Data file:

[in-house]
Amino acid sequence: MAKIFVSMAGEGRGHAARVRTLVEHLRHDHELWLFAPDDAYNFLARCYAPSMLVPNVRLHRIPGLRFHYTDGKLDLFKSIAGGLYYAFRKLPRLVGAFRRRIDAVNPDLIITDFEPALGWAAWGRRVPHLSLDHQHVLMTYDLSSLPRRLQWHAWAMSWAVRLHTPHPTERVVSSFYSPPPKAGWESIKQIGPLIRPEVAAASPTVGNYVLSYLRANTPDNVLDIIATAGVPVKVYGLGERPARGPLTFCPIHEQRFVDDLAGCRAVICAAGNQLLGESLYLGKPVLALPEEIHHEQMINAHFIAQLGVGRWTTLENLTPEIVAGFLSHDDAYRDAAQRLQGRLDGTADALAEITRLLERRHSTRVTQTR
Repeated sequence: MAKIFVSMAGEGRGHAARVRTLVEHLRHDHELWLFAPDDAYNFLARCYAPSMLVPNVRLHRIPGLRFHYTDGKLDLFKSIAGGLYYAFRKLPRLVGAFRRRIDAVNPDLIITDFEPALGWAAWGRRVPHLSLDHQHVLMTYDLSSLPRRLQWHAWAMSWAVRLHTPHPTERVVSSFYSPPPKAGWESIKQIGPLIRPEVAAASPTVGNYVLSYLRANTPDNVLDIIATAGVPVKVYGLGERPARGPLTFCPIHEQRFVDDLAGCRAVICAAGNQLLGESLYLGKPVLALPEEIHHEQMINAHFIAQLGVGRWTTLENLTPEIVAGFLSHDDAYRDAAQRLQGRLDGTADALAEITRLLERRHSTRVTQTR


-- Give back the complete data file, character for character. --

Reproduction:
[in-house]
Amino acid sequence: MAKIFVSMAGEGRGHAARVRTLVEHLRHDHELWLFAPDDAYNFLARCYAPSMLVPNVRLHRIPGLRFHYTDGKLDLFKSIAGGLYYAFRKLPRLVGAFRRRIDAVNPDLIITDFEPALGWAAWGRRVPHLSLDHQHVLMTYDLSSLPRRLQWHAWAMSWAVRLHTPHPTERVVSSFYSPPPKAGWESIKQIGPLIRPEVAAASPTVGNYVLSYLRANTPDNVLDIIATAGVPVKVYGLGERPARGPLTFCPIHEQRFVDDLAGCRAVICAAGNQLLGESLYLGKPVLALPEEIHHEQMINAHFIAQLGVGRWTTLENLTPEIVAGFLSHDDAYRDAAQRLQGRLDGTADALAEITRLLERRHSTRVTQTR
Repeated sequence: MAKIFVSMAGEGRGHAARVRTLVEHLRHDHELWLFAPDDAYNFLARCYAPSMLVPNVRLHRIPGLRFHYTDGKLDLFKSIAGGLYYAFRKLPRLVGAFRRRIDAVNPDLIITDFEPALGWAAWGRRVPHLSLDHQHVLMTYDLSSLPRRLQWHAWAMSWAVRLHTPHPTERVVSSFYSPPPKAGWESIKQIGPLIRPEVAAASPTVGNYVLSYLRANTPDNVLDIIATAGVPVKVYGLGERPARGPLTFCPIHEQRFVDDLAGCRAVICAAGNQLLGESLYLGKPVLALPEEIHHEQMINAHFIAQLGVGRWTTLENLTPEIVAGFLSHDDAYRDAAQRLQGRLDGTADALAEITRLLERRHSTRVTQTR